2. 2. is Tata Group’s takeover of Jaguar Land Rover (JLR) in 2008. Due to the protracted takeover process, Tatawas able to produce a detailed integration plan that it was able to share with (and gain the support of) keystakeholders in JLR including employees, government and trade unions. Tata’s integration planemphasised the importance of continuity at JLR’s UK factories and also Tata’s long-term perspective on thereturns it aimed to achieve. This long-term, consultative approach to integration planning has helped Tatamake a success of the JLR takeover despite very difficult market conditions in 2008 and 2009 whendemand for luxury cars fell sharply, leading many observers questioning whether the takeover would be asuccess. (gAP/ gAN)Whilst integration planning is a key part of the takeover process, there are other factors that are alsoimportant in determining the success or failure of a takeover or merger. On such factor is the price that ispaid for the deal. If success or failure is measured in terms of a return on investment, then the price paid bythe acquirer (the “investment”) has a significant influence on the financial returns that shareholders obtain.A business that pays too much for its target will struggle to make the investment work, particularly in theshort-term. For example, when ITV bought Friends Reunited for £175m it soon became clear that ITV hadpaid far too much. No amount of integration planning could make up for a bad deal and FR was eventuallysold on by ITV for £25m soon after. Similarly, when private equity investor Terra Firma paid £4.2bn for EMIit didn’t take long to find out that the price had been far too high. This was a good example of whereintegration planning would not have been significant to the takeover since Terra Firma (as a private equityinvestor) had predominantly financial motives for buying EMI and there was little if any “integration” to bedone with the business. (gAP and gAN) (evaluation)Another factor, other than integration planning, which is vital to the success or failure of a takeover ormerger is whether the deal has a strong strategic rationale. The reasons or motives for a takeover ormerger link directly to the objectives set for the deal and whether or not they are achieved. For example,there is some evidence that takeovers with mainly “managerial” motives are less likely to succeedcompared with those that have a stronger strategic motive, often because unrealistic objectives are set forthe deal. Takeovers driven by managerial motives are often based on the ego-building ambitions and vanityof the senior management behind them, or result from external pressure being placed on Boards to “dodeals”. An excellent example is the disastrous takeover by RBS of part of ABN-Amro which was largelymotivated by the ego of Fred Goodwin and made worse by the over-confidence of the RBS Board that theycould make a success of even the most risky, complex takeovers. The result of these managerial motiveswas a loss to RBS shareholders of over £15bn and the resulting nationalisation of the bank, whichundoubtedly qualifies as a failed takeover of epic proportions! It is useful to compare and contrast the RBS /ABN Amro takeover with investments that had much stronger strategic motives. For example, Google’stakeover of YouTube was based on Google’s aim to be a leading provider of online video and its objectivesfor the deal were very long-term in nature. YouTube’s subsequent rapid growth and revenue generation hasexceeded Google’s original objectives, which suggests that the takeover will have produced good returnsfor Google shareholders. (gAP and gAN)So, overall, how important is integration planning to the success or failure of a takeover or merger? Onefactor it depends on is the relative significance of cost synergies to earning the required return. When theacquirer needs to achieve substantial cost synergies to make the investment a success, then there is morepressure on the acquirer to implement a more aggressive integration strategy – e.g. through job losses;closure of locations; product rationalization. This makes effective integration planning crucially important –the risks of such changes are high and there is potential to damage the takeover target in the longer-term ifthe wrong decisions are taken. So, if cost synergies are significant, then integration planning must be too.On the other hand, no amount of integration planning can make up for a takeover or merger that doesn’t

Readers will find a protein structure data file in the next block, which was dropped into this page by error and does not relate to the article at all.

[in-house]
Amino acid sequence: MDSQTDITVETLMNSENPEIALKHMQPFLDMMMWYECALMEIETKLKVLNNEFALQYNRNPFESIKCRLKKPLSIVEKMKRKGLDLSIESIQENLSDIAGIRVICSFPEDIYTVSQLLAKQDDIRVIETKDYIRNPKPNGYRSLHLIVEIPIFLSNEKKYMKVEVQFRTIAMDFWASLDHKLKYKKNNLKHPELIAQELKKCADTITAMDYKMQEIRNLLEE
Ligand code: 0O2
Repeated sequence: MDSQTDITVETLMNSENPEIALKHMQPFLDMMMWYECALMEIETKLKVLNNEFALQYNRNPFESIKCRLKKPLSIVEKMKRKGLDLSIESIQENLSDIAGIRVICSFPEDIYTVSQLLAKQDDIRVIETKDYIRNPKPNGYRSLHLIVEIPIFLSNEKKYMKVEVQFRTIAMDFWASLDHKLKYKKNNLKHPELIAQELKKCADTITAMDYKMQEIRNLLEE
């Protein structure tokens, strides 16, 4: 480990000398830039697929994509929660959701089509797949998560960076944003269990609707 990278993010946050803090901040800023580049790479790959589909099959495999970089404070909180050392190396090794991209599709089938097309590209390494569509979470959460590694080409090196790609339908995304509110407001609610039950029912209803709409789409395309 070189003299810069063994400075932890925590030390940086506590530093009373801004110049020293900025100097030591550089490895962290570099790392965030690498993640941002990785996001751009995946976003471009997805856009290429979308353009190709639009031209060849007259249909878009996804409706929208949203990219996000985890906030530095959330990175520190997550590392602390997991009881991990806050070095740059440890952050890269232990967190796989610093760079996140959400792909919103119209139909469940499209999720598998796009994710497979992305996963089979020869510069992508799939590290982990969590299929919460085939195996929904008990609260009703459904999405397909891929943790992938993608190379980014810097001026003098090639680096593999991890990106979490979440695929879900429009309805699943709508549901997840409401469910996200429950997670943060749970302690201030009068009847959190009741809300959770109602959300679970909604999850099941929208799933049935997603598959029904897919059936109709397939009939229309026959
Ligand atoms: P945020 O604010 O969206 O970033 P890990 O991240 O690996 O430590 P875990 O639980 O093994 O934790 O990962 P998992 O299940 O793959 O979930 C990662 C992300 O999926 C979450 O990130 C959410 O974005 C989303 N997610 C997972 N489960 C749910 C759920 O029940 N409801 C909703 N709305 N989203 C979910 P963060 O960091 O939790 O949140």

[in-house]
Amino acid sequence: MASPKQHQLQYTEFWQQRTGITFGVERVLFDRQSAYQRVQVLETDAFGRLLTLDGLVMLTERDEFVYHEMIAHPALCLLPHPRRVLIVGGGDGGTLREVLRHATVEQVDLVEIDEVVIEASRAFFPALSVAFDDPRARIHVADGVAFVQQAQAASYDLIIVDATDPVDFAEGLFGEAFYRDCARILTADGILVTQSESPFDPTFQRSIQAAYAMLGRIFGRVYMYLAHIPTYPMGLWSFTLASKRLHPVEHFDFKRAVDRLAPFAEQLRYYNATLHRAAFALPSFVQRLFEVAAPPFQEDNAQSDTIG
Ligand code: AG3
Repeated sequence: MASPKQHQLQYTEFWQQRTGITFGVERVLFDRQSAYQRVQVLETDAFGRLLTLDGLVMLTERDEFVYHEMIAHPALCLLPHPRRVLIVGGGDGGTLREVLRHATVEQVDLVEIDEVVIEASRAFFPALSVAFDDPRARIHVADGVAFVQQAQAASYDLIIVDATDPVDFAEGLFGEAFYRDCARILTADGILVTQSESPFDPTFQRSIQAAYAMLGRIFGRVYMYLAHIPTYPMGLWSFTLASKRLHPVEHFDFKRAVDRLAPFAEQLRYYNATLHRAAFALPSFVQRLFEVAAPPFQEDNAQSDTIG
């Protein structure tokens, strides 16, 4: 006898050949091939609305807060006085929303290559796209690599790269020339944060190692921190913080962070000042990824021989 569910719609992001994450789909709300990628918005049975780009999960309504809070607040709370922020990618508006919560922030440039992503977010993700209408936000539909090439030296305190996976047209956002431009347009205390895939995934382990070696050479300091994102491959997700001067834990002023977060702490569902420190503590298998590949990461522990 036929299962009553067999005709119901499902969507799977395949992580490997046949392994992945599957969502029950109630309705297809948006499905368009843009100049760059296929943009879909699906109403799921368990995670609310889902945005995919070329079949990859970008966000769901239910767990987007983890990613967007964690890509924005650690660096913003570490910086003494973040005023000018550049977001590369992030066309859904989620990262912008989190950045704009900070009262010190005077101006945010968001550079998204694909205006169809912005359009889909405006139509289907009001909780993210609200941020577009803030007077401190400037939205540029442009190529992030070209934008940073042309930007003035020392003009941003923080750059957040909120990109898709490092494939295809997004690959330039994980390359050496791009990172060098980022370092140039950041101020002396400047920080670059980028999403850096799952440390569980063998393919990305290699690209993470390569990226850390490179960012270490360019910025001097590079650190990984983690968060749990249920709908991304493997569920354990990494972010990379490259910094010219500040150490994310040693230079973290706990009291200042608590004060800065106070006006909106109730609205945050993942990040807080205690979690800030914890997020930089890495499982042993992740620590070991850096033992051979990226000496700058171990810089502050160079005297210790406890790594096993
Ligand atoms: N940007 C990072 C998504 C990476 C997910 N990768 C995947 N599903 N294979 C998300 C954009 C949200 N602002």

3. 3. make strategic sense or if the price paid is so high that shareholders can’t expect to earn a satisfactoryreturn. As the shareholders of RBS and ITV discovered, a bad deal is a bad deal, no matter how good theintegration plan might have looked on paper. (evaluation)Marking: